Hairs on stems and leaves of tomatoes are called trichomes. Trichomes do reflect excessive light and heat, also slowing down evapotranspiration. Also trichomes are a deterrent to crawling insects. A covering of trichomes is called indumentum.
In this photo, from my garden, you can notice a specific variety of tomato and its furry fruit enjoying the sun. 🌞
Seasons are shifting: winters are shorter, spring is earlier, summers are longer and fall arrives later. Moreover, the intermediary seasons as f.e. sprinter or sprummer might become regular phenomena.
Disruptions in the timing of these events makes a variety of impacts on ecosystems.
Environmental changes cause many trees and flowers to bloom earlier than typical, an earlier spring might lead to longer growing seasons. Unusually warm weather in late winter can create a “false spring” that triggers the new growth of plants to begin too early, leaving them vulnerable to any subsequent frosts.
Gardens as ecosystems are impacted as well.
When buying a plant from a nursery its important to know that every plant is marked with a number indicating its hardiness zone. A hardiness zone is a geographic area defined to encompass a certain range of climatic conditions relevant to plant growth and survival.
Because of warmer global temperatures planting zones are shifting further north.
Lithuania is in zones 5a, 5b, 6a, 6b, 7a and 7b.
Analyzing the plants map leads into discoveries like f. e. territories of zone 7 include parts of Lithuania as well as part of France, meaning that the same plants can grow in both countries.
After your plant steps out from the apartment into the balcony which continent it appears in?
If indoor micro-climate conditions suggest proximate temperatures of Southern Africa, so the balcony brings the plant into Asia.
To be more specific- a high cliff of Himalayas -your balcony actually is.
The reason of this lies in a difference of low and high temperatures which are ranging in a micro surrounding of a pot the plant is in. The harsh conditions are challenging because of the sun which is heating up the surface of pot to the ultimate highs, because of the winter rains which results the soil substrate to become a pglacier, because of the strong drought winds which ruffle the plant.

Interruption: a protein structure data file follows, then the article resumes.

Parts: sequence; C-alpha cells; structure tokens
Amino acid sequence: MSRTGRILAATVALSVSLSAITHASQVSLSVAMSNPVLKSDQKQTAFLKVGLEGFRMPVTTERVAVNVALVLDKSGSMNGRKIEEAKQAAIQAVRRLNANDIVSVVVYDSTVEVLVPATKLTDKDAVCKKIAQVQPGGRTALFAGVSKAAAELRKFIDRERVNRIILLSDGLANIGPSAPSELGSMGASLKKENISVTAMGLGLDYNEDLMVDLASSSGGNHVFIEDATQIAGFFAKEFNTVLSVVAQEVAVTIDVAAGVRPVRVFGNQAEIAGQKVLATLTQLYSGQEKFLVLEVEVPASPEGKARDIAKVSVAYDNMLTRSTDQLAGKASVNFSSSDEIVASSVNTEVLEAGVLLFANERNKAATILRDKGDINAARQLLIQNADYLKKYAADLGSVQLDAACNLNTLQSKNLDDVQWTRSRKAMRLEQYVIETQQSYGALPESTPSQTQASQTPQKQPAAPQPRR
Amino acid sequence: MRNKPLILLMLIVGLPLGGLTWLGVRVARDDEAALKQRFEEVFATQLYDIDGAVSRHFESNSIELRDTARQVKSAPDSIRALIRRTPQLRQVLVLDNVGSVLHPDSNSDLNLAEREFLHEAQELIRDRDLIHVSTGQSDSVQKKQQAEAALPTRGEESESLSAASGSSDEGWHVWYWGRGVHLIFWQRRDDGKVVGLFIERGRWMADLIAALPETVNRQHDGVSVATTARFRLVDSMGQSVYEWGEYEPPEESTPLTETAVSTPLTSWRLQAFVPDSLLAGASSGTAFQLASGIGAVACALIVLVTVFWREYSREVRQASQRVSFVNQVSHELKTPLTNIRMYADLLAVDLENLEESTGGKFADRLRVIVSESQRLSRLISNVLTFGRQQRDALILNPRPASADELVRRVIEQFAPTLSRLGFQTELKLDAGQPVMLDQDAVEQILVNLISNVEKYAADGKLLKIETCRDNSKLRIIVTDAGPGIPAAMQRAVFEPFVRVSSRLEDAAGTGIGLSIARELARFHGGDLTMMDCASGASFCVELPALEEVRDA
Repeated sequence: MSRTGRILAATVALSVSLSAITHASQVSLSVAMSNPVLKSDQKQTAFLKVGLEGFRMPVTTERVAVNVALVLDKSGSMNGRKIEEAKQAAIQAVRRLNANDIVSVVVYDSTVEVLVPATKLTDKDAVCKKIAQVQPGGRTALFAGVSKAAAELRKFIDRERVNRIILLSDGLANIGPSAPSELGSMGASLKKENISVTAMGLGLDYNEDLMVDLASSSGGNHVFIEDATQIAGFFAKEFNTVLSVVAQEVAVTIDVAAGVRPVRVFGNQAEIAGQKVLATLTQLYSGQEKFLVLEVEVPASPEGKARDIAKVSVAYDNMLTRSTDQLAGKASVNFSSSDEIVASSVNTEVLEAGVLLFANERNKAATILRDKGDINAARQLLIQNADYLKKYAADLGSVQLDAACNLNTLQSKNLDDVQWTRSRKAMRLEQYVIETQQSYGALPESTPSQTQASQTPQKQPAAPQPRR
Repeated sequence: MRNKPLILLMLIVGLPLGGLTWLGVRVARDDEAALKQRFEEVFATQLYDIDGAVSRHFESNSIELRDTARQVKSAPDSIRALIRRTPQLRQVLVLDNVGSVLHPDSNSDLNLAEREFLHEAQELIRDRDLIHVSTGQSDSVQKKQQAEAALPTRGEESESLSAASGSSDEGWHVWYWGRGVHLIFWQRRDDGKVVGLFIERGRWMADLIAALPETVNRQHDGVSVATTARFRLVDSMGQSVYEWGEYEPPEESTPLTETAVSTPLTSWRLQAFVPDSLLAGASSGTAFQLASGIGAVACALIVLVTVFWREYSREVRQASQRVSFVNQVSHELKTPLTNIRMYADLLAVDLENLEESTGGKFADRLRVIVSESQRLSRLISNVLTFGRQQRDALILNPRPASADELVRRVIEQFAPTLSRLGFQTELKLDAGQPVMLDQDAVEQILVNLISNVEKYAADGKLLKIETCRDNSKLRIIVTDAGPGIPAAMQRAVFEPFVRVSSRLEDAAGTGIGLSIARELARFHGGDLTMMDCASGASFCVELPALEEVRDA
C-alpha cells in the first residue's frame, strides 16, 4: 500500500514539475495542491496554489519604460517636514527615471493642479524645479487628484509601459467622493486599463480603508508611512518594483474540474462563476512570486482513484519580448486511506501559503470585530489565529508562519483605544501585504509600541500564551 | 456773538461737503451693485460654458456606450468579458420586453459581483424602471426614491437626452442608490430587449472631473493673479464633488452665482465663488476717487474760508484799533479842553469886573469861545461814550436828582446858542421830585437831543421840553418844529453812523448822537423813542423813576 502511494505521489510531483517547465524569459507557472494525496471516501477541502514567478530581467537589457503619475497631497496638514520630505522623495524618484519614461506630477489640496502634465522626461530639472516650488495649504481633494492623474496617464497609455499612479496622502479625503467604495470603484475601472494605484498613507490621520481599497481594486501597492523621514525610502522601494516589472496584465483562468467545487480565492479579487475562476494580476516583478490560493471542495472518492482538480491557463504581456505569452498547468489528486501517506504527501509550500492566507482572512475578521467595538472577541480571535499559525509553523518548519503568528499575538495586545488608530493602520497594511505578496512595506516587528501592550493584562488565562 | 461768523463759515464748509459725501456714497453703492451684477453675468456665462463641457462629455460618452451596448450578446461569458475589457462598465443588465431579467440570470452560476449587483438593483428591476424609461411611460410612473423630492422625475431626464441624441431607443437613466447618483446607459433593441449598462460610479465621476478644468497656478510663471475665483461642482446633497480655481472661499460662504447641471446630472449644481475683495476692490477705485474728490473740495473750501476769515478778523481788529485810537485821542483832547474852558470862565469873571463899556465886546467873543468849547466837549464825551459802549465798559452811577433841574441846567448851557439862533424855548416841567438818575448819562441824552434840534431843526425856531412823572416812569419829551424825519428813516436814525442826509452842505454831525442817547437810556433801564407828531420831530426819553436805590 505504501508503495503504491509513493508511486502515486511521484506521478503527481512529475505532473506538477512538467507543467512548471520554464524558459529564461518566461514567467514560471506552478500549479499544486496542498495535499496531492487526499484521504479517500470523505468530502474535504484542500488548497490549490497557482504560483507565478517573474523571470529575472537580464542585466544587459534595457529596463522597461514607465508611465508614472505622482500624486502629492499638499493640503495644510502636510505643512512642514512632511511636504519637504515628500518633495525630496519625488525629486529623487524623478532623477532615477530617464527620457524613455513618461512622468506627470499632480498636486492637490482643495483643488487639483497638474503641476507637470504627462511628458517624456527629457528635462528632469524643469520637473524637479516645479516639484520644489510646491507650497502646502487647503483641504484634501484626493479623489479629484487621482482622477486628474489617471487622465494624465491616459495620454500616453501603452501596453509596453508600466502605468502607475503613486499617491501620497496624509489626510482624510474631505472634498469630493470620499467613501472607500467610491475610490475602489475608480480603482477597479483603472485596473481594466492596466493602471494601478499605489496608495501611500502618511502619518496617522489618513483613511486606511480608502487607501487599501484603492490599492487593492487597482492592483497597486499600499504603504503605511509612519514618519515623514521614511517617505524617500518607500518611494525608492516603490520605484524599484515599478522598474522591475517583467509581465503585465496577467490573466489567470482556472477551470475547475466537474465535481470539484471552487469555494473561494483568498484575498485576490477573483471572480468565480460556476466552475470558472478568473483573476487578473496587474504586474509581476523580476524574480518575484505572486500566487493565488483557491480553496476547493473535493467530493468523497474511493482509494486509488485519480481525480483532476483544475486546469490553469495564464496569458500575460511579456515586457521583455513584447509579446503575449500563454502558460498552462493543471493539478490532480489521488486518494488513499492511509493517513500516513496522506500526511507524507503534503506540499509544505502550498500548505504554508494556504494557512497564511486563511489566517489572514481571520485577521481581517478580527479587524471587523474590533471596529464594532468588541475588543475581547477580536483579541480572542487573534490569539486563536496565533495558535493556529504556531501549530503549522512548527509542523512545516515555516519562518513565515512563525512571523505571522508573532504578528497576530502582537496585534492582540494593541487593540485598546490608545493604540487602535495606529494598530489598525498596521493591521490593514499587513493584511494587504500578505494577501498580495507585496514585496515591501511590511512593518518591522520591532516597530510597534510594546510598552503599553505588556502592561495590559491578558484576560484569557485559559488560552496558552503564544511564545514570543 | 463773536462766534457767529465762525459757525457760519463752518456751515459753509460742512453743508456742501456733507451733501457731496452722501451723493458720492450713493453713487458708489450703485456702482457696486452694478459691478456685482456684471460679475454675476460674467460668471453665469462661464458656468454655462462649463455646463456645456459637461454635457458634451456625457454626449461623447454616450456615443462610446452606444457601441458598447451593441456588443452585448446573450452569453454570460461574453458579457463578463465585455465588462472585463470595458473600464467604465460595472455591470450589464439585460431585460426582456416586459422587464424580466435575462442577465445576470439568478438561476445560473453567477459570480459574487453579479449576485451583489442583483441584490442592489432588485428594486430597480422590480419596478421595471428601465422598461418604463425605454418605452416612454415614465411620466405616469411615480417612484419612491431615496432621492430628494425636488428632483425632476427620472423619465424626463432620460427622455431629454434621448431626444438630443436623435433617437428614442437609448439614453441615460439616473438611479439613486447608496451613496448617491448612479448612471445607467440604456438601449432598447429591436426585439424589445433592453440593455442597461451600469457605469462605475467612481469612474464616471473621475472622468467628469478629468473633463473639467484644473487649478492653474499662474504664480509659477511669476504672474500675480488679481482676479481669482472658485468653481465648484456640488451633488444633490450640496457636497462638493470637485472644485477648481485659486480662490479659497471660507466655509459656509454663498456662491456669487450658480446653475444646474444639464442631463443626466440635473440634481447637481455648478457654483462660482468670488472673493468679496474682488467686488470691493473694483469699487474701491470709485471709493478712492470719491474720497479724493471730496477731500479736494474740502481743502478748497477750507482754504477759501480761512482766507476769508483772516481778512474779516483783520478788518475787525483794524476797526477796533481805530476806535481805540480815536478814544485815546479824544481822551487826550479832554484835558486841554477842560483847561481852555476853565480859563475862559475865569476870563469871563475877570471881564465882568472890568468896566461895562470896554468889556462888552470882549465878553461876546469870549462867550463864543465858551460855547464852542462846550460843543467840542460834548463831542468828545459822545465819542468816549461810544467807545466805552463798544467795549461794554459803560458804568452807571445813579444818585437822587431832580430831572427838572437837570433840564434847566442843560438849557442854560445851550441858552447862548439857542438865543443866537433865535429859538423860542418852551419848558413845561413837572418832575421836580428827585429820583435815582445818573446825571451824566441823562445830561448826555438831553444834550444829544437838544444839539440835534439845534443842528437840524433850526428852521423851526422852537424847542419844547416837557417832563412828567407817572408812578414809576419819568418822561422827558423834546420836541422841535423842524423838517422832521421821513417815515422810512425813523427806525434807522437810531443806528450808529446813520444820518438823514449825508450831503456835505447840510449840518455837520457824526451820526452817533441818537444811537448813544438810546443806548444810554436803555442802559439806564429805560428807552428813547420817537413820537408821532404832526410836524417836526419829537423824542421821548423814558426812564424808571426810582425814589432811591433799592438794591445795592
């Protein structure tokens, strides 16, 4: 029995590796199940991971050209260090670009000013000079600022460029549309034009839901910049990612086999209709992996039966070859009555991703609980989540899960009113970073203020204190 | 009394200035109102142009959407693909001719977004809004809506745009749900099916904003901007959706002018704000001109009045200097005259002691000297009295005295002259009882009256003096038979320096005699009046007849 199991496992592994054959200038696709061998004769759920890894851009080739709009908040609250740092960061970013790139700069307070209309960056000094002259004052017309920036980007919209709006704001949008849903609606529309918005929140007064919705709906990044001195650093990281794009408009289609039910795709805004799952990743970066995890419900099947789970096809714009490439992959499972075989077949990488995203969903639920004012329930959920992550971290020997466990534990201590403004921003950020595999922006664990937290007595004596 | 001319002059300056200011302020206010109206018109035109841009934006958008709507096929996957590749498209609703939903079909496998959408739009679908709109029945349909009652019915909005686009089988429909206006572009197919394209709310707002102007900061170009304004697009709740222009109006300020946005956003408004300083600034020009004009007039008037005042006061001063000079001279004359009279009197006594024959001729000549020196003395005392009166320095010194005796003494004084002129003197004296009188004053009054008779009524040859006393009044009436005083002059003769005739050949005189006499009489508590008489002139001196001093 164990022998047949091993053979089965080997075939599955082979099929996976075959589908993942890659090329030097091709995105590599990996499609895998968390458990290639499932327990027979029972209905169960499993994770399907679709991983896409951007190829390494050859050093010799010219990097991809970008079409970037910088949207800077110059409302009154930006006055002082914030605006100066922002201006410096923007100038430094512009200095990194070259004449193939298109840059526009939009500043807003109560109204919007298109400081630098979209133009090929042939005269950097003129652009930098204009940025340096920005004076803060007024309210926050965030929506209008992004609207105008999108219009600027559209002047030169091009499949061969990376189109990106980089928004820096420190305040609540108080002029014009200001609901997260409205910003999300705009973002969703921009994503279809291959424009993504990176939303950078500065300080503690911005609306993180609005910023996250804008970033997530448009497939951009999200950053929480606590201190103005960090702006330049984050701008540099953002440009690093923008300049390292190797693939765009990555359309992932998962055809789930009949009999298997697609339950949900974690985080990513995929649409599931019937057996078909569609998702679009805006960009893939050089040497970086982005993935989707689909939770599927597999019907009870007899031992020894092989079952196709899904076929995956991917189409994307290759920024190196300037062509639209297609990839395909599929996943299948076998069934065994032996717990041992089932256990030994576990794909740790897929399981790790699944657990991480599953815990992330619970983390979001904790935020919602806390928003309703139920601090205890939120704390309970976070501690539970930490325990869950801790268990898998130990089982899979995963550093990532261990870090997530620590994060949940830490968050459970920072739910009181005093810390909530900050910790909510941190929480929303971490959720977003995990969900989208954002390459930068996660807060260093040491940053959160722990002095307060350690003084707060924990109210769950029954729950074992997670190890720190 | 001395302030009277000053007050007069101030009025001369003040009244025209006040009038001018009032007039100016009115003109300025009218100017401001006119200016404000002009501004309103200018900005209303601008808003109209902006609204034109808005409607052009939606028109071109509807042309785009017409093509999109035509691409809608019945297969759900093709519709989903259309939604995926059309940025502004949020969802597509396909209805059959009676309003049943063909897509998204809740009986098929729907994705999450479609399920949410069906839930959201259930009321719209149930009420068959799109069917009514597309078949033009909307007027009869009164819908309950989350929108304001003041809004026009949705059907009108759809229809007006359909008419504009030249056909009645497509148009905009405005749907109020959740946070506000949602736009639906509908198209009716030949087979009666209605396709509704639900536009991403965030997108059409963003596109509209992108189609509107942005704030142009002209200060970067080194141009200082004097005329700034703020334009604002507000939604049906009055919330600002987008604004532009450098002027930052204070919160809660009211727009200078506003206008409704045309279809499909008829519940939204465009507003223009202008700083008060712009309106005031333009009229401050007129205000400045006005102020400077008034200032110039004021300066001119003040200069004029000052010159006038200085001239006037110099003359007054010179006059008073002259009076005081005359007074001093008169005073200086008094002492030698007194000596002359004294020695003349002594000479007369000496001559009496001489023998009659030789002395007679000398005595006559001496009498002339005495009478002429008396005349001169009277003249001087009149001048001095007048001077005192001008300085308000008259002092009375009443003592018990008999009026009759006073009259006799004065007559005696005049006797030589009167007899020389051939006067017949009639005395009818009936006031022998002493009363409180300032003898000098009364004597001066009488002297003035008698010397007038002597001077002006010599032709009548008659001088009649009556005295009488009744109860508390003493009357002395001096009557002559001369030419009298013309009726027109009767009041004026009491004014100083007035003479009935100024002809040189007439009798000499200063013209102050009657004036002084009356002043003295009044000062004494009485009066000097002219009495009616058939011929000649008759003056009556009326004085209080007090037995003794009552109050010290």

And yet, there are plant which thrive in such natural setting- Sedums and Bergenias -once established they do not need any extra care from their human neighbor - lushly evergreen all year round.
The apartments are often to be suspected to be too hostile for plant growth, as the indoor environment conditions are too warm and too dry.
Can plants grow healthy and luxuriant in a space designed for human accomodation?
The World Health Organization's standard for comfortable warmth is 18 °C for normal, healthy human adults who are appropriately dressed. The optimal room temperature usually depends on its use. Usually its around 18 to 22 degrees Celsius. A usual range for indoor humidity generally falls between 30 and 50 percent.
Is where a natural place on Earth with the similar natural conditions which are constant all year round?
For example, it is Swakopmund in Namibia. The place gets just over one cm of rain every year, with a consistent six to seven hours of sunshine every day. Average minimum temperatures are between 10 and 16 degrees Celsius, while the average maximums are within the 18 to 23 degree range.
As a conclusion-
we all do enjoy “Namibian” climate in our apartments, so do the plants originating from Namibia. All forms of crassulas, aloes, stapelias- are the perfect cohabitants to choose. They would feel happy they are back home and fine with no expected rain.